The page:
THE DAZZLING COLORS of autumn have already come and gone up in the high country, and although we have been blessed with gorgeous fall weather at Mariposa Meadows thus far, we can see the new snow that is already beginning to stick on the north-facing slopes of the high peaks.
Although we have been blessed with gorgeous fall weather at Mariposa Meadows thus far, we can see the new snow that is already beginning to stick on the north-facing slopes of the high peaks.
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While we are not enduring last year’s pressures of placing and finishing concrete this time around, we seem to have just as much urgency in making as much progress as possible—especially in all aspects of the building envelopes and roofs—before the season closes in on us once again, and we’re relegated to the plowed roads and workshop activities that will have to keep us occupied until next spring.
Every day is precious now, as the crew hustles to secure the buildings and make certain that they are ready for the long weeks of silent, numbing cold that are lurking just around the corner. Material deliveries seem more crucial than they did a few weeks ago, when the warmth of the sun and the gold of the aspens tricked us into thinking we had lots of time to wrap everything up.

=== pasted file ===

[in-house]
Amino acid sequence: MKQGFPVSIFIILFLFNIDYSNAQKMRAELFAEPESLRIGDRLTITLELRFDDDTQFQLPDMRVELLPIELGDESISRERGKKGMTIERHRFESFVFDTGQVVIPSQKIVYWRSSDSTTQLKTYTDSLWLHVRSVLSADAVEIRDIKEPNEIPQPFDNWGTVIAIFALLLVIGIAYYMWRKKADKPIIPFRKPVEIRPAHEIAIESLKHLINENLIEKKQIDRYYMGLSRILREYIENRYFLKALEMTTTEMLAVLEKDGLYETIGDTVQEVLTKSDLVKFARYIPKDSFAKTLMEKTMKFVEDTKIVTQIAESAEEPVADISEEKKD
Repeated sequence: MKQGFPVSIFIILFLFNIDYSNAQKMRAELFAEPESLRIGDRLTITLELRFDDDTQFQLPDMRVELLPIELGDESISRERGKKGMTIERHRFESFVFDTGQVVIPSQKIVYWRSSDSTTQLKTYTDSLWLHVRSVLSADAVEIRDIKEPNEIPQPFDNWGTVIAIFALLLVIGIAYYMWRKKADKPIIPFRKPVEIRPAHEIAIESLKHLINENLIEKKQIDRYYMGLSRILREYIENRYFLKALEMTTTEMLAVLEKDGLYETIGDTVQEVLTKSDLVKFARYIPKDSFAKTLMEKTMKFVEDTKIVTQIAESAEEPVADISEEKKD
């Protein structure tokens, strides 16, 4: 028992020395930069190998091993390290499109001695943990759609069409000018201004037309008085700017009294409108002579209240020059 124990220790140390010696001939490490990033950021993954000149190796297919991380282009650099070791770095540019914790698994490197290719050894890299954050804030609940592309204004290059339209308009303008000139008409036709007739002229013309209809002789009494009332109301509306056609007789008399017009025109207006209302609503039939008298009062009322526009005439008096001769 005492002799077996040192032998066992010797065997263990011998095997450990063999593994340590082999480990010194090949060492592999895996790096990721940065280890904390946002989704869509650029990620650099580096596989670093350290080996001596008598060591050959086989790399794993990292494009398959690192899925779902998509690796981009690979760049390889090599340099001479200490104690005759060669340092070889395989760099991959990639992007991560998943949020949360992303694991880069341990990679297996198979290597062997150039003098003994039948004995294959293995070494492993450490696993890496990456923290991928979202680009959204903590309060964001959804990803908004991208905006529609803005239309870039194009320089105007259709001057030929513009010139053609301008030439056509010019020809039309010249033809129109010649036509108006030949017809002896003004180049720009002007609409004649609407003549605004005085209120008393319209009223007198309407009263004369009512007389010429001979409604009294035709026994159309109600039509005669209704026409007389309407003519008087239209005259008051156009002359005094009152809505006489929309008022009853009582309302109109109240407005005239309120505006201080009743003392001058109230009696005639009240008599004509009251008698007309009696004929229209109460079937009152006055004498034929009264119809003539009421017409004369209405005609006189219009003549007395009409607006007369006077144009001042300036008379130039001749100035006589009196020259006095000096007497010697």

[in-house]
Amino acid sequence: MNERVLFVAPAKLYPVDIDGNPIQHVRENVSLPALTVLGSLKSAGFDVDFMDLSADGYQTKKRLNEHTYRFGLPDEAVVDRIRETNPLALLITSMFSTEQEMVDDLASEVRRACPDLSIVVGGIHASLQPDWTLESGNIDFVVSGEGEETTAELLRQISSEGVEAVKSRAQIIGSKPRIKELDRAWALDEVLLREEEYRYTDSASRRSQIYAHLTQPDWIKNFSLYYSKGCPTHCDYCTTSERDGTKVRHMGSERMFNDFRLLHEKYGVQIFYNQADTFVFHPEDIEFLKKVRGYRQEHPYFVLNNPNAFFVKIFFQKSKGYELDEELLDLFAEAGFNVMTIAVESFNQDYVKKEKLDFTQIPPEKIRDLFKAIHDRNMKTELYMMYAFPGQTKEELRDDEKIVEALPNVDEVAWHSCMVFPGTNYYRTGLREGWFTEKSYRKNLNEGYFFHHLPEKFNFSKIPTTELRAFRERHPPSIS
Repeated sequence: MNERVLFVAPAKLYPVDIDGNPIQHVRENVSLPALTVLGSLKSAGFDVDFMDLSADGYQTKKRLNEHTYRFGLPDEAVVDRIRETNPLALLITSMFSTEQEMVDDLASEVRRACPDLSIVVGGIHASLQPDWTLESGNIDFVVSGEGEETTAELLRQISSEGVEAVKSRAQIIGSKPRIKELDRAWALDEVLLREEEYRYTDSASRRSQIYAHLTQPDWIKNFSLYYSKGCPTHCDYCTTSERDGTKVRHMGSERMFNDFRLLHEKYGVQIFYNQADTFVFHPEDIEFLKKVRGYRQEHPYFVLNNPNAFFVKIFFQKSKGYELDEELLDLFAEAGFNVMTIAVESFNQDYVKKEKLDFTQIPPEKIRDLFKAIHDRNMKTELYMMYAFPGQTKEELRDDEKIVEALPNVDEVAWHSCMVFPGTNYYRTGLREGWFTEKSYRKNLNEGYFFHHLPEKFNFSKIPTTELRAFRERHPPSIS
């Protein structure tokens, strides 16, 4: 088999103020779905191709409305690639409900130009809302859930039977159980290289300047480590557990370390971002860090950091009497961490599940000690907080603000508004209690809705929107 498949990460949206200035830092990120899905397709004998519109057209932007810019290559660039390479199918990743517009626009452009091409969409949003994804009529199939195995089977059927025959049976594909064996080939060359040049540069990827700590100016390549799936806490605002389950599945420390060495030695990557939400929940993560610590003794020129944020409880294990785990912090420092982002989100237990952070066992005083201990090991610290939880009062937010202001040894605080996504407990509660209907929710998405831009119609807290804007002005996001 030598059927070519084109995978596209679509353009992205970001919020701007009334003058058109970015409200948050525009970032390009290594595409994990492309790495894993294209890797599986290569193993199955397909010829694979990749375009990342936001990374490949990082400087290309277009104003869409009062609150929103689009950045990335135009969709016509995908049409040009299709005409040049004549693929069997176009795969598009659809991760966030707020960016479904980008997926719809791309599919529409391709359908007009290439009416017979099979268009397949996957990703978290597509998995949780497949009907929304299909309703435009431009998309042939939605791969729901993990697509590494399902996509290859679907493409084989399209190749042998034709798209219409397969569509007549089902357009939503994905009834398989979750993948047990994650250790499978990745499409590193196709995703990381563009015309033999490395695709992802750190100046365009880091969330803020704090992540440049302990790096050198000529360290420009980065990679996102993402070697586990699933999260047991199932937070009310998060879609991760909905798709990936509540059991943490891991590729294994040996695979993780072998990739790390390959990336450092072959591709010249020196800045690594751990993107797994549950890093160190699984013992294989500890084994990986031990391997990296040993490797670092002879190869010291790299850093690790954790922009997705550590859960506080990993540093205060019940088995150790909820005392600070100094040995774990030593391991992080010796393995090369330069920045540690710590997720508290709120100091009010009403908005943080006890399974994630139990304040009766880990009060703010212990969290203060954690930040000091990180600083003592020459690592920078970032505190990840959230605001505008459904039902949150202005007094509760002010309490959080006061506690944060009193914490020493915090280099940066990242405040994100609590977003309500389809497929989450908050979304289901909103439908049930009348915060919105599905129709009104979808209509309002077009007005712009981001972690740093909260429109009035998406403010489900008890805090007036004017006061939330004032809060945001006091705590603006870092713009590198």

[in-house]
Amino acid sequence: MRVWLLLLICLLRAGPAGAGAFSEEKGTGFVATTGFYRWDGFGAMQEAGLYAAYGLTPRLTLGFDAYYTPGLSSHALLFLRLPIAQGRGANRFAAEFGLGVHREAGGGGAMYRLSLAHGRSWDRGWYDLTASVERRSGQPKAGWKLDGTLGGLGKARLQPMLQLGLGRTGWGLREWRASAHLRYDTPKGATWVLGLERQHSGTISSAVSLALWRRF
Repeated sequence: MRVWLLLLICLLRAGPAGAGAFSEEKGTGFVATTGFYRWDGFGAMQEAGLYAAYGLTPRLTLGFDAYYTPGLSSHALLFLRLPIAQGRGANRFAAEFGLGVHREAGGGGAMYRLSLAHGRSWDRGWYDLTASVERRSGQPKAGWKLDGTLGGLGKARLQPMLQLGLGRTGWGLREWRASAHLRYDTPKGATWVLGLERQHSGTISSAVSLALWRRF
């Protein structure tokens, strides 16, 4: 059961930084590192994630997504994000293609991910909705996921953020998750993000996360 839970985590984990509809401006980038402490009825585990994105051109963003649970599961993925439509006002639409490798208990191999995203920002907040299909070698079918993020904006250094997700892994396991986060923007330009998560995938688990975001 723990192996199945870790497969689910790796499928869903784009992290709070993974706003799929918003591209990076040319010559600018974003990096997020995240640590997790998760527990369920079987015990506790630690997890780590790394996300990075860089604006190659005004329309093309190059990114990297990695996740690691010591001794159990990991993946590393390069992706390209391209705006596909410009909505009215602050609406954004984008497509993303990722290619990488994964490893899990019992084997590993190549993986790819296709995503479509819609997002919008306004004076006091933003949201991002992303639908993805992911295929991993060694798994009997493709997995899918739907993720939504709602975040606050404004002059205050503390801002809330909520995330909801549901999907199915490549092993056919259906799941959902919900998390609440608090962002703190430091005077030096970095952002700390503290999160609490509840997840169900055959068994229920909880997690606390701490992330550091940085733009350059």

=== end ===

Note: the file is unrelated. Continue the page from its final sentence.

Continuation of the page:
Additionally, it seems that the builders of all the projects in the area are hurrying to stay ahead of the changing season and finish what they’re working on. Our trade contractors are being tugged in several directions at once, making scheduling a bit more difficult and communication even more important than usual. Some aspects of building are universal, I suppose.
Meanwhile, my inbox is constantly inundated with newsletters full of regurgitated information and stale blogs featuring overworked topics and questionable advice on “how to attract millennial homebuyers,” “markets to watch in 2016” and endless lists of the “best and worst” of virtually everything. Is this really valuable information? Is this what builders are truly interested in? Maybe so, but I have my doubts.
Some builders regard winter as the time to settle into a holding pattern, hunkering down until the season has passed and given way to the promise of spring once again. But I’d like to suggest that it actually represents a huge opportunity in disguise, one that allows us not only to catch our breath, but also to take a deeper dive into learning more about what we do and how best to do it. This is the time when we can take a serious look at building science, energy performance, resource management, new technologies, products and systems and better quality control.
There is a whole universe of knowledge just waiting to be explored, if we are willing to make the effort. And while I know that I will often find myself daydreaming of the time when we can return to our project in the high country, I will also do my best to learn as much as I can between now and then, so that the time we spend there will be as special as it should be.